So, I think I know pretty well everything I am going to for tomorrow. Skipping roleplaying was definitely worth it, I feel like an understanding is coalescing in my mind. Now I hope I can get to sleep, not toss-and-turn, my mind blazing with questions and endlessly retravelling the steps of my Epic Heroes.
To a large extent our modern secular society is bereft of heroes and mythology. We don’t have a god who saved us, and we question the veracity of any hero-building that anyone might try. Movies and their manufacturers are as close to a modern mythology as we get – the massive penetration of the Star Wars mythology into popular culture is our version of the folk tale…
… except that some heroes don’t die. They get sent to the Isle of Avalon, to return and save Britain at its hour of direst need. I get the feeling that even Arthur’s pervasive presence in english mythology may be fading; but for now, for people of my age, the just-post Star Wars age, his name, and that of Robin Hood, still stand as icons. With the present re-surgence of interest in Classics, which was a declining art for a while; and with the general medieval hype caused by LOTR, I guess you can never write anything off.
I always like to imagine that in the Blitz, British children huddling in bomb shelters would wisper to each other that things aren’t so bad: if this were Britain’s Darkest Hour, the hour of their fall, Arthur would return, to set things aright. Conversely, I suppose, if he does show up that’s a good time to be worried. I don’t think his myth has that power, but I wish it did.
It probably doesn’t help that the essentials of Greek Myth come down to us encapsulated in the Iliad and the Odyssey – two distinct works which appear to stand at the head of all western literature – while the Arthurian myth has formed over centuries and lacks a definitive version. Unless that version is Tomas Malory’s Morte d’Arthur, a work not widely read or studied. There are no less than 4 courses at Victoria University dealing with Homer, there are none which deal with Malory. There are numerous versions of the Arthur myth, so that only the very essential details are constant: The Sword in the Stone, The Round Table, Lancelot du Lac, Mordred. To run through the four broad stages of the tale. Yet perhaps the great power of the Arthur legend is it’s diffusion – a new telling is published just about every year, while Homer stands as a lonely icon, unchanged and somehow less relevant. Where perhaps his penetration into the campfire story has lessenned, Arthur is nevertheless as well known a name as any Greek hero, ironically preserved by his lack of canon. I suppose this is the same boat as most Western legends inhabit – who doesn’t know the story of the OK Corrall, yet could cite a definitive source?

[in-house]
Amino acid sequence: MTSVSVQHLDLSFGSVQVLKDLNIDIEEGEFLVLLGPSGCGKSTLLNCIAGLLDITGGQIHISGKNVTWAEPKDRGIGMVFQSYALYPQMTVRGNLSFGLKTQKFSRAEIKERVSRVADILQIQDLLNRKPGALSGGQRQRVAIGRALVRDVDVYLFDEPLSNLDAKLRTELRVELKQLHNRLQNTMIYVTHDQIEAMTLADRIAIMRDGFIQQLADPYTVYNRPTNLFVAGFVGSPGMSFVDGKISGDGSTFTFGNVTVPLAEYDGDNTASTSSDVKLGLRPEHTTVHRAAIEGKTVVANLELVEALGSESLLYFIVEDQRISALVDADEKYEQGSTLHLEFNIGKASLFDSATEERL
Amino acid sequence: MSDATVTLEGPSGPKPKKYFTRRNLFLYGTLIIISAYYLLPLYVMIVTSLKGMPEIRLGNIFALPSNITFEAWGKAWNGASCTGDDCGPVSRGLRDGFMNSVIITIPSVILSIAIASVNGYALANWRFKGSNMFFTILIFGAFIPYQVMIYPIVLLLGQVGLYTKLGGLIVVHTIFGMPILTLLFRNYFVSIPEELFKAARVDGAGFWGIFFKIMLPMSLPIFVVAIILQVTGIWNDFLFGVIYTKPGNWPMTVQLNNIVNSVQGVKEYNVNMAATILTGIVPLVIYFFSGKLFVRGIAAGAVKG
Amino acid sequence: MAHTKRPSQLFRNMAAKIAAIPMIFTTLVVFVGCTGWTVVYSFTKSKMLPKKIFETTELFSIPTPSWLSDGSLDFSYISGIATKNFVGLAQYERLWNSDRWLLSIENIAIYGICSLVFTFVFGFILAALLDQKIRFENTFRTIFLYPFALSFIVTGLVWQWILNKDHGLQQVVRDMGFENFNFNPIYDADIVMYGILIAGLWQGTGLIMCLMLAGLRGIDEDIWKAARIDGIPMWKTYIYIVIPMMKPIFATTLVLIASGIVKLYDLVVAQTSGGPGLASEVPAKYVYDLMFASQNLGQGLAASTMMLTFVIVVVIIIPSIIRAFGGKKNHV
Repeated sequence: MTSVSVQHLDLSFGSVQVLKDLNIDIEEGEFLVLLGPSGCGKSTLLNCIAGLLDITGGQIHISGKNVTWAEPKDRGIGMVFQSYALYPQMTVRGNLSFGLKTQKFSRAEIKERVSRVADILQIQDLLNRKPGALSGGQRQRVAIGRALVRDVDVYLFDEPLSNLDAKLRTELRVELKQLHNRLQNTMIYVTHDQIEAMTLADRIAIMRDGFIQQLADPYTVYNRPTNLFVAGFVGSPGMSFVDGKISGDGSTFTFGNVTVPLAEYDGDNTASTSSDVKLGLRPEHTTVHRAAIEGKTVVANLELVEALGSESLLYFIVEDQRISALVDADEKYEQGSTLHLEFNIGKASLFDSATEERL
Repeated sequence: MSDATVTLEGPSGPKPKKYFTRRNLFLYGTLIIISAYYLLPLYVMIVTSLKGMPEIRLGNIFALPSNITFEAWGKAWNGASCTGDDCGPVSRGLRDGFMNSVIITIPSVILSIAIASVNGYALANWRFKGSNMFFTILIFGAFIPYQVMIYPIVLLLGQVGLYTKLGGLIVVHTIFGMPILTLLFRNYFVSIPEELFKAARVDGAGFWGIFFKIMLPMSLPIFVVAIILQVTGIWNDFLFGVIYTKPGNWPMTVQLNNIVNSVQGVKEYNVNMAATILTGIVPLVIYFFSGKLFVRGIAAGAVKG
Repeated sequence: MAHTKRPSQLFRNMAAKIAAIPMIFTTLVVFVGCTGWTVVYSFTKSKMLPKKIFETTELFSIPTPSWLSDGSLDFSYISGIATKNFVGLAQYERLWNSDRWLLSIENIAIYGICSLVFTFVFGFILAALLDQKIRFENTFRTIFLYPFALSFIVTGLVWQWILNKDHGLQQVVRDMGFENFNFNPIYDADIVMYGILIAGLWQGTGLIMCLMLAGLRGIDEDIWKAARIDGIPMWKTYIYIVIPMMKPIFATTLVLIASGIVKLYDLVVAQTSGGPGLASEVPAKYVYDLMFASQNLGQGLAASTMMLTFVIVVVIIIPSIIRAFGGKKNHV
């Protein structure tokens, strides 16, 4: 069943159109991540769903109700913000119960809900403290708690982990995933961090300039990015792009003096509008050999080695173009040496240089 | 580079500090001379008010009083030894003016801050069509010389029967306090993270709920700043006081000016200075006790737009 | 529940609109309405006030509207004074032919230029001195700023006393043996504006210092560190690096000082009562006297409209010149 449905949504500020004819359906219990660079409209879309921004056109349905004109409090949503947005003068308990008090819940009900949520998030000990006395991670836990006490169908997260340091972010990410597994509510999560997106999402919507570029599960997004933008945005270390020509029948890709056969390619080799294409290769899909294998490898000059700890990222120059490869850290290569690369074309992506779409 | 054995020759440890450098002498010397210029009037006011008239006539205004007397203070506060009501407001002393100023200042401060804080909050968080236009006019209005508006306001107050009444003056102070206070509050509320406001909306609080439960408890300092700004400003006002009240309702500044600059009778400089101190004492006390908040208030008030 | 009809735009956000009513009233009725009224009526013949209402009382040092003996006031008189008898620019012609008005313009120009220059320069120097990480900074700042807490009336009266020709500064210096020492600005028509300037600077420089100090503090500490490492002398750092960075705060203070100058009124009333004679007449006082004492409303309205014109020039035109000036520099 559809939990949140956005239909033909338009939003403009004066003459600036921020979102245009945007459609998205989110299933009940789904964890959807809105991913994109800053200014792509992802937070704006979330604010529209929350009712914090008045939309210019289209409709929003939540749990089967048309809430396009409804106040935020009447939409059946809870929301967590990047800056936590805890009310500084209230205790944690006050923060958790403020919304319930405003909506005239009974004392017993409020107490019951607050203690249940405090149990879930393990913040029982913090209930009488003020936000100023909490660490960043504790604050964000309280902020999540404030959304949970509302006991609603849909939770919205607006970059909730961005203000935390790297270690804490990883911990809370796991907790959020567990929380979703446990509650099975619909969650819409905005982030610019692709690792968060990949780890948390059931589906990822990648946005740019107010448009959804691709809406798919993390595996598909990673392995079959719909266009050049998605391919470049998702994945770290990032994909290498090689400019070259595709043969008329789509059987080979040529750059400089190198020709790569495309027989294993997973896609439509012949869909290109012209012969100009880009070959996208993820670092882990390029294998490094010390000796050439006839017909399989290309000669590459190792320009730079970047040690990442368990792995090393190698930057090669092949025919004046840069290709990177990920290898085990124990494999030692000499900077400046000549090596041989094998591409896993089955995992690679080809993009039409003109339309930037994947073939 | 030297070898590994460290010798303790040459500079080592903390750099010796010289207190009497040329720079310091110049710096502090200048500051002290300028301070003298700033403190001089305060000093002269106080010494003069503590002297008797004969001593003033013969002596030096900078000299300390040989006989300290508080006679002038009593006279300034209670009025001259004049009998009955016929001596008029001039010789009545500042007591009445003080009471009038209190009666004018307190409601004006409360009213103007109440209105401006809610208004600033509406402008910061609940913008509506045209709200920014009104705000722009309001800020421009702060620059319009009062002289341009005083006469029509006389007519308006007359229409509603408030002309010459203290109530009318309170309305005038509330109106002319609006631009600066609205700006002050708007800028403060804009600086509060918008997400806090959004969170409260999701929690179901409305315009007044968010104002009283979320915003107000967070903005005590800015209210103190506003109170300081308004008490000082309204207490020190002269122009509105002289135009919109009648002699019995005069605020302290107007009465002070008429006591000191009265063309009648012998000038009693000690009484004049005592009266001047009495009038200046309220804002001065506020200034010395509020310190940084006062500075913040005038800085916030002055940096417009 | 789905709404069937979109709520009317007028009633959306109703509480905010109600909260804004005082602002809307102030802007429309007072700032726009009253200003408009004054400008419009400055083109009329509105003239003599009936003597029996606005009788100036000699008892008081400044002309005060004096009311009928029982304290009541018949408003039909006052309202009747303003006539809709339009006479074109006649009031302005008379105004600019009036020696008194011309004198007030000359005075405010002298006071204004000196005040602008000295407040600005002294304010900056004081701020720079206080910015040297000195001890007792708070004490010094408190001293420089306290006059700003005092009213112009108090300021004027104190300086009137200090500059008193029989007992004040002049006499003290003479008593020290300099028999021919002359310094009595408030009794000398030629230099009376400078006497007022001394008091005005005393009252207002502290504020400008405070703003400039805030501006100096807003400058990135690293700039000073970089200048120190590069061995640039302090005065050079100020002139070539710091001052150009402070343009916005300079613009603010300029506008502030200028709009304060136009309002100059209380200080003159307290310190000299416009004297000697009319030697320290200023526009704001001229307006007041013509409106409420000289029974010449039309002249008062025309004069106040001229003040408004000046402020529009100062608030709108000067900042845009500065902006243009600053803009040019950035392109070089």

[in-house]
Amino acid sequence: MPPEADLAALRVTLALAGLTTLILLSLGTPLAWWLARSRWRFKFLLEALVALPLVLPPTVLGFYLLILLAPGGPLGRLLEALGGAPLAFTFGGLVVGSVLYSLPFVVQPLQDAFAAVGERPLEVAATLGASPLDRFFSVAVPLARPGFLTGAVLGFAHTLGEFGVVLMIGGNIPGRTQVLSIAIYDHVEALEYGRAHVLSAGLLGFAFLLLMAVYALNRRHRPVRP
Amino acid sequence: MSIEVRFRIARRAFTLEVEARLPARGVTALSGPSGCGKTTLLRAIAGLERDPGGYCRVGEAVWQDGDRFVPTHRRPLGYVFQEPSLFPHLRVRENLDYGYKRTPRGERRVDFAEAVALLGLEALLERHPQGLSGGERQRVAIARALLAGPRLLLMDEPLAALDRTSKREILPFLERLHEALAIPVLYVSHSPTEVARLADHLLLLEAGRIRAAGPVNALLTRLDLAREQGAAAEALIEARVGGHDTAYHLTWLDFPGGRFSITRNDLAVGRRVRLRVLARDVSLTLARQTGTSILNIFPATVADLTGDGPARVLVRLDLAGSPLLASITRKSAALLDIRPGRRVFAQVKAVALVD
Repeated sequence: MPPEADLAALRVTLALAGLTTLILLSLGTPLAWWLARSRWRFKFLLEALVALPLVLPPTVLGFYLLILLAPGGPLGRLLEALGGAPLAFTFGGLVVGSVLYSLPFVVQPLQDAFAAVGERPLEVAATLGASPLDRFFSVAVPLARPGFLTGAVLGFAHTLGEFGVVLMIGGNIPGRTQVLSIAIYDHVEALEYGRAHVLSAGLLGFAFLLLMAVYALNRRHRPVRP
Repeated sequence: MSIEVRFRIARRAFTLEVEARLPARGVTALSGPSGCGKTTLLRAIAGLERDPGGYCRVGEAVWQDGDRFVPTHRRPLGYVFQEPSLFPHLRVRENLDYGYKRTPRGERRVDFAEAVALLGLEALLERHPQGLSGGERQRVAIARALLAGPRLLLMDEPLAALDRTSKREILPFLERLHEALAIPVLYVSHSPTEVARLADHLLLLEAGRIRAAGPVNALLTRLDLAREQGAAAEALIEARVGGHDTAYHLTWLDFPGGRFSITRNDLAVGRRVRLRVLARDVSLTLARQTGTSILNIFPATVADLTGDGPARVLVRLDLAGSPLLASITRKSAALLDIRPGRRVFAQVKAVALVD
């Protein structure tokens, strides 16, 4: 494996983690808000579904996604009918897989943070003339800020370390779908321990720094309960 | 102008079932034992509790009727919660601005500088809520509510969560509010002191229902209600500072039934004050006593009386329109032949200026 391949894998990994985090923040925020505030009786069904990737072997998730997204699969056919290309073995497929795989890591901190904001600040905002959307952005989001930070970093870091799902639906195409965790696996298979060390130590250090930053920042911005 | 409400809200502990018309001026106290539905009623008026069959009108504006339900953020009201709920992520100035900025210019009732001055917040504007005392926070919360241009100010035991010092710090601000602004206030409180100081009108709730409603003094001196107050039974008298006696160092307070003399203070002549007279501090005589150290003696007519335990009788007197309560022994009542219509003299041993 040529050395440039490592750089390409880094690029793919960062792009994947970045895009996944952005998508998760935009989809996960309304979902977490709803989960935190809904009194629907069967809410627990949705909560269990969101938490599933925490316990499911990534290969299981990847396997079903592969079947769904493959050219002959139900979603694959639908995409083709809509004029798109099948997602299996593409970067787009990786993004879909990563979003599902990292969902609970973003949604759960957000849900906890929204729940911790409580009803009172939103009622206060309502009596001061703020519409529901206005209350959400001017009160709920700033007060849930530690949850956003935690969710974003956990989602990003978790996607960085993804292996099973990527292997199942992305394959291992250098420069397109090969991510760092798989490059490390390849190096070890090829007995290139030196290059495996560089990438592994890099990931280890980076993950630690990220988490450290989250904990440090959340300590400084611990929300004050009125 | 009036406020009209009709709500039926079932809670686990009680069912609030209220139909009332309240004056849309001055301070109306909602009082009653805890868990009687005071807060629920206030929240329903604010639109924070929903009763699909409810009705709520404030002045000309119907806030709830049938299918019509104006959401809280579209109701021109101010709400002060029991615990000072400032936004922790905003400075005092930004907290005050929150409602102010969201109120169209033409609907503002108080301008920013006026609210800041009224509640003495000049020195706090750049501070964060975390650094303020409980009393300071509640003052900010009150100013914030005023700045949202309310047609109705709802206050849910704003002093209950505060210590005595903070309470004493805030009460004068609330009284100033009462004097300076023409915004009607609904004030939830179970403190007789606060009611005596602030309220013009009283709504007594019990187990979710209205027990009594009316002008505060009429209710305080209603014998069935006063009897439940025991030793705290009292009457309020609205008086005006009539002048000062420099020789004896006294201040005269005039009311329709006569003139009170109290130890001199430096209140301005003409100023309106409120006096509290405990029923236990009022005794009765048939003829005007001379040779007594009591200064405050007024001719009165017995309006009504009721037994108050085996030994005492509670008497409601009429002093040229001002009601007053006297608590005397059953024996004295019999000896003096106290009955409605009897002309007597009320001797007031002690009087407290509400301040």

The last three months of my academic time has been roughly divided in half by the study of the ancient epics, and the some of the medieval mini-epics touching on the Arthurian cycle. Reading both together has made me crucially aware of one central difference between them: Homer was a Pagan at best, Arthur is the epitome of Christian virtue. The Grail Quest, which consumes a lot of the energy of the Round Table, is symbolic of a search for spiritual enlightenment. This is a kind of metaphysical quest that is of little interest to the Homeric heroes and their literary progeny. Homeric heroes spend little time questioning “why”, theirs is a realm of action.
One other thing which becomes apparent is that poets in the middle ages were aware of their Greek forebears. Spenser opens with an invocation to the muse, the Pearl-poet with a Lucan-esque history lesson on the founding of Britain, and Chaucer’s Knight’s Tale is actually set in the generation before the Trojan War. Malory seems wholly free of this tendancy. Having demonstrated their awareness of the ancients, Spenser and Chaucer adopt Greek mythology wholesale, allowing it to exist alongside the Christian ideology which is their philosophical raison d’etre. Christianity defines itself as the truth, making this an uncomfortable juxtaposition.
Having been made aware of this intersection between the Pagan and Christian mythologies in some Arthurian tales, it starts to become hard to miss them in others. I wish this were an original insight, but alas, the producers of Merlin beat me to the punch back in ’98. They too were arguably beaten too, by Robin of Sherwood. It shouldn’t come as any surprise that tales of Knights turn out to represent the dichotomy between Christianity and paganism in its various forms. This, after all, was the essential rhetorical motive for the Crusades whose history largely inspired the concept of Chivalry. So, by now, you’re asking yourself “where is he going with this?”